Mr. Lazroe's testimony, at the hearing in April, that Kruse's decision not to appear at trial was a surprise to him was not credible. His suggestion that the United States should have subpoenaed Kruse for trial leaves the inference that he knew beforehand that Kruse would not appear. In the face of settled law regarding the defendant's obligation to carry the burden of proof, he represented that his client would testify. Either he knew or should have known at that time that he had no evidence to rebut the government's case.
Mr. Lazroe's failure to notify Mr. Plepler on the eve of the February hearing that he intended to retain counsel and seek an adjournment was inexcusable. He had already been reprimanded by the court for falsely representing that his client would appear at trial. To repeat this conduct and force the government attorney to make a fruitless journey should not go unnoticed.
These instances of misconduct reflect a pattern of attempts to frustrate the United States' efforts to collect the subject liabilities. Mr. Lazroe's obstructive behavior has placed unnecessary burdens not only upon the Department of Justice but also upon the court itself.
The government has filed two certificates setting forth expenses incurred because of Lazroe's conduct (Items 30 and 37). The suggested award in the sum of $ 10,439.50 is most reasonable.
The purposes of 28 U.S.C. § 1927 will be furthered by an award of attorney's fees against Jeffrey Lazroe personally. Such a sanction is, in addition, justifiable pursuant to the court's inherent power. United States v. International Brotherhood of Teamsters, 948 F.2d 1338, 1344-1345 (2d Cir. 1991).
An award is appropriate under 28 U.S.C. § 1927 because Mr. Lazroe unreasonably and vexatiously multiplied the proceedings in this case. The Second Circuit has held that an award under § 1927 is proper when "'the attorney's actions are so completely without merit as to require the conclusion that they must have been undertaken for some improper purpose such as delay.'" United States v. International Brotherhood of Teamsters, 948 F.2d at 1345 (quoting Oliveri v. Thompson, 803 F.2d 1265, 1273 (2d Cir. 1986), cert. denied, 480 U.S. 918 (1987)). In this case, not only was the defense as to every claim without merit, but Mr. Lazroe failed to produce his client Kruse at trial after representing that Kruse would appear to testify and offer a defense. He falsely represented to the court that Kruse was not available for depositions. Further, he failed to notify the court and counsel that he intended to retain counsel for the hearing on attorney's fees when he knew that he would be taking such action. This resulted in the government attorney making a second needless trip to the court for the purpose of the bearing.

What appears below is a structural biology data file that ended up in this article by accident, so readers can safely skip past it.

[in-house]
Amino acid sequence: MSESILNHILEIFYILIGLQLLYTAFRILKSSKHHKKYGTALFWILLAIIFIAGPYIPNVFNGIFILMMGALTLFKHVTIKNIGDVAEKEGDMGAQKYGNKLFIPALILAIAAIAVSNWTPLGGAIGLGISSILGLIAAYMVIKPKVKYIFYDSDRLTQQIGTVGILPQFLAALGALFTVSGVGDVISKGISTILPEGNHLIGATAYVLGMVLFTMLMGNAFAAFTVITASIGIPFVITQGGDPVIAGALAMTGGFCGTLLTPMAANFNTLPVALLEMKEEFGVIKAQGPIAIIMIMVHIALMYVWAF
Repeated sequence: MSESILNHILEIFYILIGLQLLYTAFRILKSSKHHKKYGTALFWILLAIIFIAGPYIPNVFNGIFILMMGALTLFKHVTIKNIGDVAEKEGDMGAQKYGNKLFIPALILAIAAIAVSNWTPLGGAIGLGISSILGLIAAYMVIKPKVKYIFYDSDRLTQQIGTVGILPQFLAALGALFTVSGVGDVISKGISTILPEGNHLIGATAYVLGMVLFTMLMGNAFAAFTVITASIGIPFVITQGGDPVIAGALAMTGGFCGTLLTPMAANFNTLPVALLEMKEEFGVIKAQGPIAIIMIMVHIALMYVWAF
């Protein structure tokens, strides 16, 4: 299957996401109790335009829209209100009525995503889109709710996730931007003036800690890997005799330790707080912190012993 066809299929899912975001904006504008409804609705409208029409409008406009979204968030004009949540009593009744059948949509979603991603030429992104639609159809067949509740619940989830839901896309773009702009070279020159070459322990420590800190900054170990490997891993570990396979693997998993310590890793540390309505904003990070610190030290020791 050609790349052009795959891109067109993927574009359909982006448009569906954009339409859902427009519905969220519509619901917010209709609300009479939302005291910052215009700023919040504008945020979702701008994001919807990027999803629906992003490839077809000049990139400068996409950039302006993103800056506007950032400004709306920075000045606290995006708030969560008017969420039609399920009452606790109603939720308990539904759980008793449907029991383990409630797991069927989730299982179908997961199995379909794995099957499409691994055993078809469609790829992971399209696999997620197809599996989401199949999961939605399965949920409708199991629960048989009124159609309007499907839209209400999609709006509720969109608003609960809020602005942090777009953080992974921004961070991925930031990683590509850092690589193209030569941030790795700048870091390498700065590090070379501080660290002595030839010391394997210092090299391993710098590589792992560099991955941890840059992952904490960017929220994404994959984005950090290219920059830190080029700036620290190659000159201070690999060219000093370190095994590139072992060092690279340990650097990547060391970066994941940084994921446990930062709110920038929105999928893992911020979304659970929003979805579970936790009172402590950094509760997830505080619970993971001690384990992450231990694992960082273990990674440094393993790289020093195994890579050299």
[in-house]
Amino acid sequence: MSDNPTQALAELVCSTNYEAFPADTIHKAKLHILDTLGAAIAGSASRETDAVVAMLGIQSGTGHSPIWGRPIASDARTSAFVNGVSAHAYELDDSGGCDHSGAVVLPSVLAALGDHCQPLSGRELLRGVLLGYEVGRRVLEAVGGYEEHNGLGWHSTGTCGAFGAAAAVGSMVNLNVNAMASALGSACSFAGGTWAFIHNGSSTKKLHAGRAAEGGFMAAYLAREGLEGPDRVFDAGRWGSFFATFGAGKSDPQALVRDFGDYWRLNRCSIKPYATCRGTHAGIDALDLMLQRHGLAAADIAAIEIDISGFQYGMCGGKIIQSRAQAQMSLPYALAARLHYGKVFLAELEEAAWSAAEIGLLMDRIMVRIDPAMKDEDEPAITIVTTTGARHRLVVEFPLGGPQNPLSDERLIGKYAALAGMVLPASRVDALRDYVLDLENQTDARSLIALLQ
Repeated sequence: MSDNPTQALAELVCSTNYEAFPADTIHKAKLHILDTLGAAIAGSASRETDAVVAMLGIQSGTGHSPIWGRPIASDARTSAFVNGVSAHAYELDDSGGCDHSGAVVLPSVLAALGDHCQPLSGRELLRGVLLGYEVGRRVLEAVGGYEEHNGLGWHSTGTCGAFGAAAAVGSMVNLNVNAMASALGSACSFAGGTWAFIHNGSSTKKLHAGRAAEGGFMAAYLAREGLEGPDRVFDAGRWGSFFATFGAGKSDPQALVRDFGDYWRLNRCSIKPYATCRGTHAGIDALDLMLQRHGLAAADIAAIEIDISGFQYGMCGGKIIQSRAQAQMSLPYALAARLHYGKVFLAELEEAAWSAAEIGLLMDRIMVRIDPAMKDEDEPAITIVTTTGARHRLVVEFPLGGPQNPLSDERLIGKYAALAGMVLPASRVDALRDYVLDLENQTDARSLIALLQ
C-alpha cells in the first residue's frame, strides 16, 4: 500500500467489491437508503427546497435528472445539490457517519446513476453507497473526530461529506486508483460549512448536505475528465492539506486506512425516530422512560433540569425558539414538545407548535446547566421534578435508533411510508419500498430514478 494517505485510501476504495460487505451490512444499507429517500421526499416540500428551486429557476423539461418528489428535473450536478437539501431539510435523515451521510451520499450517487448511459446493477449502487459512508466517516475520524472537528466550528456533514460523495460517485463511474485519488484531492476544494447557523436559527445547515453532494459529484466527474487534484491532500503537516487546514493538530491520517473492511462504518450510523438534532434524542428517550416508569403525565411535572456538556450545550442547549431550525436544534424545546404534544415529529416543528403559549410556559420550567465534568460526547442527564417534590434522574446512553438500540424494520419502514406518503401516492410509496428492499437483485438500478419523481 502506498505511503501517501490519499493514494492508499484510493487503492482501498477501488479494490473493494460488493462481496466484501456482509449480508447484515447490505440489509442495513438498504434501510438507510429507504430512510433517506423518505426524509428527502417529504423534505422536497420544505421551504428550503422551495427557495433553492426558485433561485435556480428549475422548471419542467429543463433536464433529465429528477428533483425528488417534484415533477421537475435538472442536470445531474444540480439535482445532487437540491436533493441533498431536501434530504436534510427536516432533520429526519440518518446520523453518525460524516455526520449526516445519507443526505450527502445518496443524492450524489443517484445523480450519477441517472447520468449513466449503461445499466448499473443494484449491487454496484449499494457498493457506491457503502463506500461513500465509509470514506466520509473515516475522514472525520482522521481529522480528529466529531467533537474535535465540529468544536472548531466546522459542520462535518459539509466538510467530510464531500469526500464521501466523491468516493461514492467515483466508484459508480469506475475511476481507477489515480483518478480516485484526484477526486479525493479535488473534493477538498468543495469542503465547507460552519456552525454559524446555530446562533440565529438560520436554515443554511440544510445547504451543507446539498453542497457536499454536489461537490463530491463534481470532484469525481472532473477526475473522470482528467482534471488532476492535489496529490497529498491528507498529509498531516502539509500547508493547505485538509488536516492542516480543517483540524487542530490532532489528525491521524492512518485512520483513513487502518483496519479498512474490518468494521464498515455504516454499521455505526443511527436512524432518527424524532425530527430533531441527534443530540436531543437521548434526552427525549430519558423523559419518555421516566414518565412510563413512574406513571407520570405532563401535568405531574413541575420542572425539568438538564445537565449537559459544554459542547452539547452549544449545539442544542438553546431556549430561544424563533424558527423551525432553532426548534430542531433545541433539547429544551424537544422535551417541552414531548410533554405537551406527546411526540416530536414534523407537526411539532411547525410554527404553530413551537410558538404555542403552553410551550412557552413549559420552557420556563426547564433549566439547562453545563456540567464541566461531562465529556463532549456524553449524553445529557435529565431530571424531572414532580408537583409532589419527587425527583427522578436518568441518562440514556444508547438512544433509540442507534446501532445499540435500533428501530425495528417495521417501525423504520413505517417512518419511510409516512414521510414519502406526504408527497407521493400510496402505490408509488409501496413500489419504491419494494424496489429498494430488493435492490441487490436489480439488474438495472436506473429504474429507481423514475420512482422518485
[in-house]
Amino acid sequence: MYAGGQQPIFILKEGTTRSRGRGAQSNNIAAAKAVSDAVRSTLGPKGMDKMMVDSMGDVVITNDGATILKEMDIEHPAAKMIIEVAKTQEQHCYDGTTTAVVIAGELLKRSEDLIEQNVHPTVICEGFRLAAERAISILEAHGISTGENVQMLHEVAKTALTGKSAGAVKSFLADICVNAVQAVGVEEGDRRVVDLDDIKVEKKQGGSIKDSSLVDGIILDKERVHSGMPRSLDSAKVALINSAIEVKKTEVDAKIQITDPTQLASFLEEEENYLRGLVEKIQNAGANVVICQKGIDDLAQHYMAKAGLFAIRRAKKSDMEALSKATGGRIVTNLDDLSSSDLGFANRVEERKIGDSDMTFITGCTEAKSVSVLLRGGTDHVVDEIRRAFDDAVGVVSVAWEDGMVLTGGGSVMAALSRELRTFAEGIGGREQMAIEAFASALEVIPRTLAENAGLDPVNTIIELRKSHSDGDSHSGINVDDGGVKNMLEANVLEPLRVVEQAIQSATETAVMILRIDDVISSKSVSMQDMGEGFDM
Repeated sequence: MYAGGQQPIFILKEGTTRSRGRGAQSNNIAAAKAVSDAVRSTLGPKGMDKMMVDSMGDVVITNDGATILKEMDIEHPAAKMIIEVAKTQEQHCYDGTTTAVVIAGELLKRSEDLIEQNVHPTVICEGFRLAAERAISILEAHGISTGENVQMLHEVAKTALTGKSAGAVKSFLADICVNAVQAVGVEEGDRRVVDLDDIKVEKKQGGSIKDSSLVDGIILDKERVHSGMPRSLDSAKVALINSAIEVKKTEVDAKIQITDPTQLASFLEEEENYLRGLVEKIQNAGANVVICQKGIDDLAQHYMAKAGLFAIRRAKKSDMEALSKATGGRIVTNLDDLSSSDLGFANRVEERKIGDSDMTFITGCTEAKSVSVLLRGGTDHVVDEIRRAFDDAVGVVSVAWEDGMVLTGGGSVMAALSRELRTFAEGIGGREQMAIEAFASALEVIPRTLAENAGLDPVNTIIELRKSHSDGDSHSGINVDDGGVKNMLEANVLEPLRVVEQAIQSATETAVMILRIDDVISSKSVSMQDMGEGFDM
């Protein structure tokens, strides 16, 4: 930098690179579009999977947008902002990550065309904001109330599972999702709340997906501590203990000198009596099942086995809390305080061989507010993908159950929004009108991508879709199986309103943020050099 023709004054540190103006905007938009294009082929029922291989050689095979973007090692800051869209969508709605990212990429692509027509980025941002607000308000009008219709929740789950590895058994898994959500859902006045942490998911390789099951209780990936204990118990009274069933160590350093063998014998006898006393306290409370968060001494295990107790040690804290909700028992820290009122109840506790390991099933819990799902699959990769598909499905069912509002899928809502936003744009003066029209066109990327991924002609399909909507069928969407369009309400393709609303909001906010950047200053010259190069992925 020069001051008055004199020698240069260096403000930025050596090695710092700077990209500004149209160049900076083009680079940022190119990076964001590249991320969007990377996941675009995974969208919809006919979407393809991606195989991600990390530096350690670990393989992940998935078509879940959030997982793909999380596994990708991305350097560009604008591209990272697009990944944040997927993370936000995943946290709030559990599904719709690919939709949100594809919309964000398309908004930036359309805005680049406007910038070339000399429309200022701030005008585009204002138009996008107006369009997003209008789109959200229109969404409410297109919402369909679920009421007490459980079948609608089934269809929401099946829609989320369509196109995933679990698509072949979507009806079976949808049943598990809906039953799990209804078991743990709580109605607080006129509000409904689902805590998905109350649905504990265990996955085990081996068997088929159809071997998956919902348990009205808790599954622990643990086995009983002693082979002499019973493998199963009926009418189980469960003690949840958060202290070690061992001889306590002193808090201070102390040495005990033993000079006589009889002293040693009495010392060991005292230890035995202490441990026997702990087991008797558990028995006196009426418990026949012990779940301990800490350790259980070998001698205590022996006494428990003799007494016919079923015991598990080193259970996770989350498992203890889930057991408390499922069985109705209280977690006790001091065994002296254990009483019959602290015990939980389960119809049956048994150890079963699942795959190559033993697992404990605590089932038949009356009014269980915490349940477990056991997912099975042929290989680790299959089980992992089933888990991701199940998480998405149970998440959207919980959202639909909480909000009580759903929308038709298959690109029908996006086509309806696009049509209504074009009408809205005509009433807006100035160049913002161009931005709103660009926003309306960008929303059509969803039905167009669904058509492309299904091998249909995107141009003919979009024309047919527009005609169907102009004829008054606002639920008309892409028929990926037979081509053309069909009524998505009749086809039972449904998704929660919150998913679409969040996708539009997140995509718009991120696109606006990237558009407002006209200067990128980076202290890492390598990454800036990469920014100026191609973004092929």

An award is equally well justified pursuant to the court's inherent power, which "stems from the very nature of courts and their need to be able 'to manage their own affairs so as to achieve the orderly and expeditious disposition of cases. United States v. International Brotherhood of Teamsters, 948 F.2d at 1345 (quoting Chambers v. NASCO, Inc., 501 U.S. 32, 115 L. Ed. 2d 27, 111 S. Ct. 2123, 2132 (1991)). Mr. Lazroe's actions provide the clear evidence of bad faith required for imposition of sanctions under the court's inherent power. Id. (citing Oliveri v. Thompsen, 803 F.2d at 1272); see also, Hirschfield v. Board of Elections in the City of New York, 984, F.2d 35, 40 (2d Cir. 1993).
The government seeks an award of attorney's fees in the sum of $ 10,439.57 and has submitted affidavits in support of that application. The affidavits are in order, and judgment shall be entered by the Clerk against Jeffrey Lazroe in the sum of $ 10,439.50, with interest.
JOHN T. CURTIN
United States District Judge
Dated: December 21, 1993
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